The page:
AMA Pro Racing comments on supercross rules & officiating

AMA Pro Racing comments on supercross rules & officiating

Lots of fans have been calling, e-mailing, and posting about the rules of supercross, especially with the close racing of the past few weeks. Below is a statement from Merrill Vanderslice, the Director of Competition with AMA Pro Racing, and it might help in understanding the rules and officiating of AMA Supercross Series events:



“In the first several rounds of the AMA Supercross Series, we have seen some of the closest, most exciting racing in recent memory. In the 250 class, the first three races resulted in three different winners. This parity is good for the sport and presents an exciting show for our fans.



Unfortunately, we have also seen overly aggressive riding tactics employed by some participants, particularly in the 125 class. While we encourage good, tight racing, we will not tolerate anything that falls outside the boundaries of the AMA rule book. All riders have been reminded of the rules, fines and/or warnings have been issued where appropriate and we will continue to monitor the situation closely.



AMA Pro Racing personnel maintain an active dialogue with team representatives regarding officiating and rules enforcement. Areas that are subject to interpretation have been explored and AMA Pro Racing Motocross/Supercross Manager Duke Finch will be communicating with the riders in explicit detail at mandatory rider’s meetings.



The goal of AMA Pro Racing is to officiate AMA Supercross events fairly, objectively, and with rider safety at the forefront. We will continue to manage this series with those values in mind.”





AMA Pro Racing comments on supercross rules & officiating - Photo 1 of 2




AMA Pro Racing comments on supercross rules & officiating - Photo 2 of 2


RJ’s School of Non-Champions!

RJ’s School of Non-Champions!





Are you wanting to be the best, but have no talent? Do you need a calendar to check your lap times? Having trouble getting air off jumps?



Then you need an instructor! RJ’s credentials as a teacher are impeccable. He’s been crashing and DNF’ing for over 30 years on courses all over the world!



Some quotes from recent School of Non-Champions graduates:



Josh B. from New York “I found RJ’s School of Non-Champions an excellent waste of my time and money. I did learn how to endo with the best, and throw a decent temper tantrum when coming in last.”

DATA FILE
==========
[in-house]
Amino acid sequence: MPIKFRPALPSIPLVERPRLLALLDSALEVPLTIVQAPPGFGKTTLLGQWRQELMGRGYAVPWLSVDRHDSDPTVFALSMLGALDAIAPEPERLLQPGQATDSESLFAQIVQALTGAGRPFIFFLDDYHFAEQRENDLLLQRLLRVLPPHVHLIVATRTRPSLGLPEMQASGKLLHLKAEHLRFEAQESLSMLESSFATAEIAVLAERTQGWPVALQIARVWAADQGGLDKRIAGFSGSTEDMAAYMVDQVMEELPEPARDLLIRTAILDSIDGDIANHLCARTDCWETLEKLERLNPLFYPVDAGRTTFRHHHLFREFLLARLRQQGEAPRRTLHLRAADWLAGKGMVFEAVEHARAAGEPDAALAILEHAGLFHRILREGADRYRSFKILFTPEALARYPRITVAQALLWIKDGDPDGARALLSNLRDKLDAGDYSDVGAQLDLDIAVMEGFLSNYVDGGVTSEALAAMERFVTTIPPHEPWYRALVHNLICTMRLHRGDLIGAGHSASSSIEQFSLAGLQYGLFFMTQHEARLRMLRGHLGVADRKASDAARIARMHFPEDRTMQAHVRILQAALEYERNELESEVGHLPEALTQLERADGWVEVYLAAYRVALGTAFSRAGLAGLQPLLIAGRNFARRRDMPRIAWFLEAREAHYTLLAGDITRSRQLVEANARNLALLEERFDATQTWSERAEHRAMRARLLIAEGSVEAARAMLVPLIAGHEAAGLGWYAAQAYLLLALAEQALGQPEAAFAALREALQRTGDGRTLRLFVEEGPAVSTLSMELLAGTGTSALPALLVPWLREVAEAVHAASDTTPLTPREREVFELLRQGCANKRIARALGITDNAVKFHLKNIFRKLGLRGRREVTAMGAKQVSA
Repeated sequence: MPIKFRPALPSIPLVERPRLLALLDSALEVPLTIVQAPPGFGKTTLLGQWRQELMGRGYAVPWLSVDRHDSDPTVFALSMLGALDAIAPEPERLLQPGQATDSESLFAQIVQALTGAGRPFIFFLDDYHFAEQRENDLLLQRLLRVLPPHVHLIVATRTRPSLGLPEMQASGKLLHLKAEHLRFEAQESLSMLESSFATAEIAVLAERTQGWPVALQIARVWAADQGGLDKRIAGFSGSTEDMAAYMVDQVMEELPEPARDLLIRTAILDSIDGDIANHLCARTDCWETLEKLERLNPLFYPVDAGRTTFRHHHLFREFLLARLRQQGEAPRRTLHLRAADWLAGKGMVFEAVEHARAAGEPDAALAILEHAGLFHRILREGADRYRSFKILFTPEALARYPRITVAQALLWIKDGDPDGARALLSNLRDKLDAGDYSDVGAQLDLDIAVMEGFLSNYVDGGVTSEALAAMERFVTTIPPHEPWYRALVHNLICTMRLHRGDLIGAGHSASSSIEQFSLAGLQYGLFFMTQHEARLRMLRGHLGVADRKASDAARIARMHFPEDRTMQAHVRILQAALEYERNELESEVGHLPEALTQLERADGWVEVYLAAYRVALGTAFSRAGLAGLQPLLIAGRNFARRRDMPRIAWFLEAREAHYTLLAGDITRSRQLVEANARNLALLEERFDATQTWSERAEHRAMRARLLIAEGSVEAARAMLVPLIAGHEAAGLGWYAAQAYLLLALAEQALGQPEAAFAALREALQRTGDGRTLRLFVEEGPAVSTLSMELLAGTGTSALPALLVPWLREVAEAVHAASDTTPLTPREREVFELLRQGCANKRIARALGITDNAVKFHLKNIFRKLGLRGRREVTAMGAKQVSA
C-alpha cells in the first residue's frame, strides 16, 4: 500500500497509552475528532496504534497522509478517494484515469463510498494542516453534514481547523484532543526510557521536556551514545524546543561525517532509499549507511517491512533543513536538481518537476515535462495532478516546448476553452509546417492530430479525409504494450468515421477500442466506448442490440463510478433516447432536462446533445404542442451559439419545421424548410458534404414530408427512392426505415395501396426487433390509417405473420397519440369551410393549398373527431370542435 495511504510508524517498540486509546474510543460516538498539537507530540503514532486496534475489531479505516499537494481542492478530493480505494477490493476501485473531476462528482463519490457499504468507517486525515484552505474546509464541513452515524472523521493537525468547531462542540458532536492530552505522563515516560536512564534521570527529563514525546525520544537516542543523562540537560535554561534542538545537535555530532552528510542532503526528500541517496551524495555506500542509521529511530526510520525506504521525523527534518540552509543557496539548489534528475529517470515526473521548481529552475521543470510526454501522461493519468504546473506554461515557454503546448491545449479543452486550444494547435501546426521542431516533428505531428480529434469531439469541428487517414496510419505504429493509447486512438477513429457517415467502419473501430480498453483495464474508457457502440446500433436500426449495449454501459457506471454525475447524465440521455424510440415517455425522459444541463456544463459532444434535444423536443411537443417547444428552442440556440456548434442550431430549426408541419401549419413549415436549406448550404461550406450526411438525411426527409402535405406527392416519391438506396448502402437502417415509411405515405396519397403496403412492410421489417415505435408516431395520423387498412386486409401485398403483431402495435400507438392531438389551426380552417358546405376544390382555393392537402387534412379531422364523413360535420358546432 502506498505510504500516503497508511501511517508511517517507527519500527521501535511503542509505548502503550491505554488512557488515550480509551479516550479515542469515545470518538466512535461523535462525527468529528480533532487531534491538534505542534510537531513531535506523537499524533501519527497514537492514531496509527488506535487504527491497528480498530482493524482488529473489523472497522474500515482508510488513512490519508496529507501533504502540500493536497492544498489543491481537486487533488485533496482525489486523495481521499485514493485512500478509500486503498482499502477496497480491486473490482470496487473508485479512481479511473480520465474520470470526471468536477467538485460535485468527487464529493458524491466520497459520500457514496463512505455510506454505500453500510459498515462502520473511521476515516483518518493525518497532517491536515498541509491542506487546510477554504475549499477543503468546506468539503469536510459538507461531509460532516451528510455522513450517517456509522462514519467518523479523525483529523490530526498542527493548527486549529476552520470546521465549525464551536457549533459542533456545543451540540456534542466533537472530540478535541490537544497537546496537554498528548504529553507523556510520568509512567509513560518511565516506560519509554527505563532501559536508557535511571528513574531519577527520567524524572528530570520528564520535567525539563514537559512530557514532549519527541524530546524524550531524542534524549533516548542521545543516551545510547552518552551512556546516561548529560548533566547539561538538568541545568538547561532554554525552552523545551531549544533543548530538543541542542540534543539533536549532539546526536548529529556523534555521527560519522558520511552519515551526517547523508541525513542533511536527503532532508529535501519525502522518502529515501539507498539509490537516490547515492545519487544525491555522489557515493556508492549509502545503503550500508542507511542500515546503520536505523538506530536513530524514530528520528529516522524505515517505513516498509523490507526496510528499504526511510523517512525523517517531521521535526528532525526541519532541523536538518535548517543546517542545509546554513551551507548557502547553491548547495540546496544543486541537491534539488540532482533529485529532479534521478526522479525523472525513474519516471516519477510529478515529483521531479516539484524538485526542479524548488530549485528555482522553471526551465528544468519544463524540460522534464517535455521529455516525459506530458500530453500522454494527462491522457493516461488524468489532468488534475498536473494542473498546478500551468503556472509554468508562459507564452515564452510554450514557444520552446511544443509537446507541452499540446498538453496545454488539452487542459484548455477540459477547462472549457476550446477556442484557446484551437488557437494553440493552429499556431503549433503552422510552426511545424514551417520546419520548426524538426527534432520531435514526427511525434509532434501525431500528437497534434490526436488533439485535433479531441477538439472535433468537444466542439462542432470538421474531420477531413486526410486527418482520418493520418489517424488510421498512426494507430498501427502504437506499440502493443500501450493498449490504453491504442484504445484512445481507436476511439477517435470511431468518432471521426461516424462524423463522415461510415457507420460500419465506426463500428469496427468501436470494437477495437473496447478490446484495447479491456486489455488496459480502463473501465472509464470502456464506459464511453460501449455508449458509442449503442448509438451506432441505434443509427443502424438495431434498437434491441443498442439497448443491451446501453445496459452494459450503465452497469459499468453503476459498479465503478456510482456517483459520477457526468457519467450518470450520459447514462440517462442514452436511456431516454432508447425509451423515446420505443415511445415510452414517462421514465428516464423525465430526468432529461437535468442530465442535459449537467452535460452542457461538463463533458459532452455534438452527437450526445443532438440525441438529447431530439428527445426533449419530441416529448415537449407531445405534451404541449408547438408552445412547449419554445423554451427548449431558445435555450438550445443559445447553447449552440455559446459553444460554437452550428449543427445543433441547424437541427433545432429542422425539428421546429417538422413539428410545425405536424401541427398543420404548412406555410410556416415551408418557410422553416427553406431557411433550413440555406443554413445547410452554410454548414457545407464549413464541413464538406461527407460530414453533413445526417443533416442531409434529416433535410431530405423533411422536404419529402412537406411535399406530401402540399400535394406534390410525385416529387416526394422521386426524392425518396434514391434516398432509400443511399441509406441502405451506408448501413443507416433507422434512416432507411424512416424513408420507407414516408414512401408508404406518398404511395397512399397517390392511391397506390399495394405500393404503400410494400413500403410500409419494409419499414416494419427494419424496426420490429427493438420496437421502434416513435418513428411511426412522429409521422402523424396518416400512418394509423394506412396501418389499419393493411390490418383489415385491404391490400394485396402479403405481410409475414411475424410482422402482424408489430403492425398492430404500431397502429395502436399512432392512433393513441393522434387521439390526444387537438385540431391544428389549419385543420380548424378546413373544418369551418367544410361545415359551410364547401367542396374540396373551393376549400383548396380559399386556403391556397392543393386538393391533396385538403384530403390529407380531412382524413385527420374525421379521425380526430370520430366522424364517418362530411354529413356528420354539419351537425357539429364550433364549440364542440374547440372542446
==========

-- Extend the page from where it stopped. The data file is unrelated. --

Says Nicky N. from Hollywood “The School of Non-Champions is a rip-off. $900 bucks, for what? I didn’t learn a thing. If my wife finds out, she’s going to kill me.”



Lots of people have been thru RJ’s School of Non-Champions. You can too!



(Click on thumbnail to see photos of graduates in action!)



function OpenWindow(url, width, height) { window.open(url, ‘img’, ‘resizable, width=’+width+’,height=’+height+”); }

RJ's School of Non-Champions! - Photo 1 of 12

Can you tell what Jeremy McGrath is trying to do to Mike LaRocco here? We can’t.

RJ's School of Non-Champions! - Photo 2 of 12

This rider has both good & bad technique. Notice this rider’s head. This is not the ideal body position. You want to be in the ‘attack’ mode, with your eyes looking forward. On the other hand, this rider is demonstrating an advanced method of keeping his feet on the pegs. This style was made famous by Marty Tripes

RJ's School of Non-Champions! - Photo 3 of 12

Not quite sure what’s going on here with Nick Wey. This is not in any of the school curriculum.

RJ's School of Non-Champions! - Photo 4 of 12

Maintenance is important too. Don’t expect to get to the top (bottom?) by slacking on bike maintenance. Always make sure your wheel wobbles uncontrollably to distract your competition. Warning: This is a little known and highly advanced pro tactic.

RJ's School of Non-Champions! - Photo 5 of 12

In this photo, Ricky Carmichael demonstrates an award winning freestyle move, called the ‘floating motocross rider getting ready to hit the dirt’. We don’t recommend this maneuver. We don’t recommend anything, especially anything freestyle-related.

RJ's School of Non-Champions! - Photo 6 of 12

Body positioning is perfect – hands are uniform with nice relaxed grip. Forearms are extended. Whole body is square with the ground. Feet look settled and square as well. Only drawback is that the rear tire is getting ready to clock him in the back of the head, which will then plant his face into the dirt.

RJ's School of Non-Champions! - Photo 7 of 12